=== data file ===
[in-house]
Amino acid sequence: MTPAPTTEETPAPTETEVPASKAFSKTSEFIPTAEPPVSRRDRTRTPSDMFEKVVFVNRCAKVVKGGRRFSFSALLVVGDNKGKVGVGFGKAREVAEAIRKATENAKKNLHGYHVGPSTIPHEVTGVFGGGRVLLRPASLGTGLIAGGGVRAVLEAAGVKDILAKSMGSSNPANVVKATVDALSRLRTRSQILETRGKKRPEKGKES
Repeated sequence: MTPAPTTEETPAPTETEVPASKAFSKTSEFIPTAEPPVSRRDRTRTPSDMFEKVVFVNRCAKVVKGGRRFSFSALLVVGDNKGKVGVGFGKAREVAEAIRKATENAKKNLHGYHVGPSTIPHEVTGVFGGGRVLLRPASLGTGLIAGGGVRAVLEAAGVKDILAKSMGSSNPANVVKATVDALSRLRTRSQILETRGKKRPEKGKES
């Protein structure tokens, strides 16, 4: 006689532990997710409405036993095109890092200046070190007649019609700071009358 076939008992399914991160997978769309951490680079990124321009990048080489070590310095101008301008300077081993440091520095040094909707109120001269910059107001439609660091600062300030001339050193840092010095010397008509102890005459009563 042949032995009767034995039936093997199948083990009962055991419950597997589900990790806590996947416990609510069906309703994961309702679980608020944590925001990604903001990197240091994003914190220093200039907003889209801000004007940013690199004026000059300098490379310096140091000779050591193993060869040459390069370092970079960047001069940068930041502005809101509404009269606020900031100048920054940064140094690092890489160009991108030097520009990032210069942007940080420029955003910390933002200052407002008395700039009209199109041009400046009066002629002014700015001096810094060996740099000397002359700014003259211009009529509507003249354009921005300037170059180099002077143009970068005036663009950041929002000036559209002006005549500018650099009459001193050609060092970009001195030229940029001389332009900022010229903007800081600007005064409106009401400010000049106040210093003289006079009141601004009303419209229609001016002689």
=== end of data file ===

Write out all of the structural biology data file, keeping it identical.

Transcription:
[in-house]
Amino acid sequence: MTPAPTTEETPAPTETEVPASKAFSKTSEFIPTAEPPVSRRDRTRTPSDMFEKVVFVNRCAKVVKGGRRFSFSALLVVGDNKGKVGVGFGKAREVAEAIRKATENAKKNLHGYHVGPSTIPHEVTGVFGGGRVLLRPASLGTGLIAGGGVRAVLEAAGVKDILAKSMGSSNPANVVKATVDALSRLRTRSQILETRGKKRPEKGKES
Repeated sequence: MTPAPTTEETPAPTETEVPASKAFSKTSEFIPTAEPPVSRRDRTRTPSDMFEKVVFVNRCAKVVKGGRRFSFSALLVVGDNKGKVGVGFGKAREVAEAIRKATENAKKNLHGYHVGPSTIPHEVTGVFGGGRVLLRPASLGTGLIAGGGVRAVLEAAGVKDILAKSMGSSNPANVVKATVDALSRLRTRSQILETRGKKRPEKGKES
């Protein structure tokens, strides 16, 4: 006689532990997710409405036993095109890092200046070190007649019609700071009358 076939008992399914991160997978769309951490680079990124321009990048080489070590310095101008301008300077081993440091520095040094909707109120001269910059107001439609660091600062300030001339050193840092010095010397008509102890005459009563 042949032995009767034995039936093997199948083990009962055991419950597997589900990790806590996947416990609510069906309703994961309702679980608020944590925001990604903001990197240091994003914190220093200039907003889209801000004007940013690199004026000059300098490379310096140091000779050591193993060869040459390069370092970079960047001069940068930041502005809101509404009269606020900031100048920054940064140094690092890489160009991108030097520009990032210069942007940080420029955003910390933002200052407002008395700039009209199109041009400046009066002629002014700015001096810094060996740099000397002359700014003259211009009529509507003249354009921005300037170059180099002077143009970068005036663009950041929002000036559209002006005549500018650099009459001193050609060092970009001195030229940029001389332009900022010229903007800081600007005064409106009401400010000049106040210093003289006079009141601004009303419209229609001016002689």